All the sessions from Transform 2021 are available on-demand now. Watch now.
In the spirit of a week devoted to giving thanks (in the U.S., anyway, but foreign heathens around the globe should feel free to join in), this edition of Hit or Miss is entirely devoted to Hits. Understand that as a natural curmudgeon, embarking on a quest of such concentrated enthusiasm nearly killed me. I will endure my three new ulcers for you, my lovely heathen readers.
So this week: President Obama uses Little Big Planet to improve education; a truly generous soul builds the coolest PC mod of all time; Red Octane wants a subscription model for Guitar Hero DLC; and Microsoft patents a system to let gamers help their fellow gamer. Ugh. See? An entire paragraph without a single snarky, mean-spirited zinger.
Unless you count that last sentence, I guess.
Three top investment pros open up about what it takes to get your video game funded.
I mean come on. How could even the coldest, darkest heart not warm at the thought of government dollars being used to turn a video game into a learning tool? And by “video game,” I mean a real video game and not bullcrap like Oregon Trail. To a kid, that was about as fun to play as Teenage Mutant Ninja Turtles: The Movie: The Novelization was fun to read.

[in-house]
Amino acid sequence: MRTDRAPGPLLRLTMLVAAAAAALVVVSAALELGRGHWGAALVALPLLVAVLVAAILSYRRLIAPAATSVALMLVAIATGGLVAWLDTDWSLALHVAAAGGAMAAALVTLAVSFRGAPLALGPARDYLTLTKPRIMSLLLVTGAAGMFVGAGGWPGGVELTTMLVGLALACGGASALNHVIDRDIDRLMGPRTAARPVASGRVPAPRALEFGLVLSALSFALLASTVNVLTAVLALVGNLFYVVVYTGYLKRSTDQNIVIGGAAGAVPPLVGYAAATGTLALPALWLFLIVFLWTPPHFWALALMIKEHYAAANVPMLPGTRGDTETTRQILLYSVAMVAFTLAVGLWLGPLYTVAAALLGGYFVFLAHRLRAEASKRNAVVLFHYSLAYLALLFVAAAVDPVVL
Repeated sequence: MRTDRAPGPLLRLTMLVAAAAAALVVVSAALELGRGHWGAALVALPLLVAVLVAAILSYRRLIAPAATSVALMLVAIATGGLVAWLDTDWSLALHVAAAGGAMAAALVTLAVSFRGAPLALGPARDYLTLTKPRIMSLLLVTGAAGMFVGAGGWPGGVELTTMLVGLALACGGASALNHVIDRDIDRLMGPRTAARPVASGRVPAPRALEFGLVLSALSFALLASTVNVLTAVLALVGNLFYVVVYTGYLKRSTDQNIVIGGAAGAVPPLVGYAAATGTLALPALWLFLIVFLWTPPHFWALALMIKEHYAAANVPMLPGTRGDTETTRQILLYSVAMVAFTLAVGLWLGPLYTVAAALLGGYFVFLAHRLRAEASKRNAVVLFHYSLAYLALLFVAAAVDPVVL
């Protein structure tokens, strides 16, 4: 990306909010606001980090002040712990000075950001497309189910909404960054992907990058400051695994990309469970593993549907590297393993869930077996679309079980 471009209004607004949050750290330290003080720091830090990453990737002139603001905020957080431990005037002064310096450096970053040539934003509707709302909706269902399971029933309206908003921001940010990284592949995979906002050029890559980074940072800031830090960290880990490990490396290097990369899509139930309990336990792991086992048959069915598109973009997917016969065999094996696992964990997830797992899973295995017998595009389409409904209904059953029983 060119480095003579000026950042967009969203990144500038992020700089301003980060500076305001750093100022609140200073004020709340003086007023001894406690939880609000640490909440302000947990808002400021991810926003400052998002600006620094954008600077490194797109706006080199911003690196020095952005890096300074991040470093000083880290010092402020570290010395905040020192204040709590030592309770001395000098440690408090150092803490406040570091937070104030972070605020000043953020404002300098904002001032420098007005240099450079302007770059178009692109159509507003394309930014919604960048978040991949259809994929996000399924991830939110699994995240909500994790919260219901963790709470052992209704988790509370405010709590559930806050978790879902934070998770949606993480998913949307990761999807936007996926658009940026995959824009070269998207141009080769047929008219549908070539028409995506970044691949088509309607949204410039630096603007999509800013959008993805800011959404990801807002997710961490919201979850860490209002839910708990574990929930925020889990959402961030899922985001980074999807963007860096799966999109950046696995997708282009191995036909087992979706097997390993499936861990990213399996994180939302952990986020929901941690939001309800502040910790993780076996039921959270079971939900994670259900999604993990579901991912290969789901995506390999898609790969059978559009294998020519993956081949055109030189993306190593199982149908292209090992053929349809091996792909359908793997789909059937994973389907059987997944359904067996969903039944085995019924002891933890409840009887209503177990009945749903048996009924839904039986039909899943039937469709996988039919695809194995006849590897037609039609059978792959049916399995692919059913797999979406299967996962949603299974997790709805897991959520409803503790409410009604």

And hopefully gamers will also now finally get over Obama’s recurring “turn off their video games” stump speech line he often used during the campaign, and realize he obviously has nothing against video games. Not any more than he does against kids watching too much TV or wasting too much time on Facebook, anyway, and I believe you will agree those are all reasonable points. Besides, we all know we’re supposed to fear Obama for potentially taking away our guns, capitalism, and grandparents, not our video games. And our dreams, I think. I’ve kind of lost track.
This Crysis DeLorean Mod is Amazing
Merry early Christmas, anyone who hasn’t seen this yet.
Let me provide a little read-it-out-loud audio commentary for this video, reciting exactly what went through my mind the first time I saw it:
“Whoa, the Back to the Future DeLorean in Crysis? Neato. Burnout Paradise already beat them to it, but — Damn that’s an awesome cockpit view! There’s even the console where you set your time destination and everything… and the digital speedometer! And… holy hell, it’s at 88MPH and sparking just like in the movie… IT JUST WENT BACK IN FRICKIN’ TIME! This is frickin’ amazing!”[video:http://www.youtube.com/watch?v=DZAaKH0FYO8 560×340]
“If only you could somehow send it without driving it, just to see the cool fire marks it… wait, he just jumped out of the car… and it went on its own… and oh my God there are frickin’ burning tire marks floating in the sky. If it comes back on its own, I will lose my shit. I will seriously lose my shit.
“Oh shit, it came back on its own. Covered in ice. “
And then I think at that point I fainted. If whoever made this thing can now turn their attention to building the time-travelling phone booth from Bill & Ted’s Excellent Adventure, it will make my life. Pretty please?